[Illustrated with 17 additional photos of the author and the machines he flew and fought against]
As a young Billy Bishop looking up into the sky above his Canadian trench in July 1915, a passing Royal Flying Corps aircraft was returning home from patrol. He was envious and said to whoever was listening “...it’s clean up there! I’ll bet you don’t get any mud or horse **** on you up there. If you die, at least it would be a clean death.". Struck by his sudden epiphany he requested a transfer to the Royal Flying Corps, it was a momentous decision, for within the next three years Bishop would claim 72 victories over his German opponents, making him the highest scoring British Empire air ace of the First World War.
A National Hero in his native Canada, he was awarded a V.C. for conspicuous services – the citation read:
“For most conspicuous bravery, determination, and skill. Captain Bishop,...[On his own] flew first of all to an enemy aerodrome; finding no machines about, he flew on to another aerodrome...which was at least 12 miles the other side of the line. Seven machines....were on the ground. He attacked these from about fifty feet...One of the machines got off the ground, but at a height of 60 feet, Captain Bishop fired 15 rounds into it at very close range, and it crashed to the ground. A second machine got off the ground, into which he fired 30 rounds at 150 yards range, and it fell into a tree. Two more machines then rose from the aerodrome. One of these he engaged at a height of 1,000 feet, emptying the rest of his drum of ammunition. This machine crashed 300 yards from the aerodrome, after which Captain Bishop emptied a whole drum into the fourth hostile machine, and then flew back to his station. Four hostile scouts were about 1,250 feet above him for about a mile of his return journey, but they would not attack. His machine was very badly shot about by machine gun fire from the ground.”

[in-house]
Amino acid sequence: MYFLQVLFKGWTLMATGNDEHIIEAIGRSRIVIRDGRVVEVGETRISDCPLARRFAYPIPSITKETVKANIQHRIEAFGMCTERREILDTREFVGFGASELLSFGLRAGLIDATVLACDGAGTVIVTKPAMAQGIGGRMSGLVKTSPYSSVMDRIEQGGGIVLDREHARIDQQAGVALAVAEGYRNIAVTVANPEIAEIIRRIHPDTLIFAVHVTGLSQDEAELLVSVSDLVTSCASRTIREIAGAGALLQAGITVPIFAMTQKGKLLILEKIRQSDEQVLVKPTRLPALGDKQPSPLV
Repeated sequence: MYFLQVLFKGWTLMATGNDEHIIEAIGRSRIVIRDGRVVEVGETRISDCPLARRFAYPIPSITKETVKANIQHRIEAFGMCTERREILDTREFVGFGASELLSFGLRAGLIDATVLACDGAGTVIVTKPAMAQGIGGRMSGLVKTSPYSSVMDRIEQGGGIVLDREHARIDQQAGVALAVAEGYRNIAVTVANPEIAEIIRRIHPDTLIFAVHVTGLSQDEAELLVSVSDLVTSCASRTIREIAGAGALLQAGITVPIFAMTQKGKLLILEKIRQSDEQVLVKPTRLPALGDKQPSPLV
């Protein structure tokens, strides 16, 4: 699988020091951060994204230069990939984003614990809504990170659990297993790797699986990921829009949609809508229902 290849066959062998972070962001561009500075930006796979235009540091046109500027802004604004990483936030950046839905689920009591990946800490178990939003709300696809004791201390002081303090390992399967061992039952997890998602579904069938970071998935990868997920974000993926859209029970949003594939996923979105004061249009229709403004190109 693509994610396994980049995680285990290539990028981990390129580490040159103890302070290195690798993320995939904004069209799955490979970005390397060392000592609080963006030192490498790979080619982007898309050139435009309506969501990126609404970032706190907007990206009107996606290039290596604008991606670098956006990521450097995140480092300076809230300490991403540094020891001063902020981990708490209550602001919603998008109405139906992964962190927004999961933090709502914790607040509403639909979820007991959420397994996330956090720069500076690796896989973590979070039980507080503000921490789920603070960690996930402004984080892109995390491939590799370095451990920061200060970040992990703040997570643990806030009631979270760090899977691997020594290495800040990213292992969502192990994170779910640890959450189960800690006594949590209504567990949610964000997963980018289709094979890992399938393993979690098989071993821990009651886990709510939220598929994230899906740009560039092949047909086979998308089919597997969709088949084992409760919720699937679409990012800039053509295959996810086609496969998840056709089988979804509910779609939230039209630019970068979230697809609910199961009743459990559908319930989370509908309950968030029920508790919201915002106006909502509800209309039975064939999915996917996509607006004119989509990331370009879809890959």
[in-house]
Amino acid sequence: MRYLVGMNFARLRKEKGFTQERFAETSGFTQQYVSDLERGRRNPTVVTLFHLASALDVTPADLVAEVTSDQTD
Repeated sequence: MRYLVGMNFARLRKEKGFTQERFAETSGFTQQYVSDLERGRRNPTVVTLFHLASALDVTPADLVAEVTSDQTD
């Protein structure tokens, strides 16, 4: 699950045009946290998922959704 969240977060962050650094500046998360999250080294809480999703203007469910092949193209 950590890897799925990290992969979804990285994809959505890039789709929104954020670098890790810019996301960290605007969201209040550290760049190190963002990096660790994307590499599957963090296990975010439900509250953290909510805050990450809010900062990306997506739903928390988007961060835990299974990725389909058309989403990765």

A fine memoir from an Air Ace legend.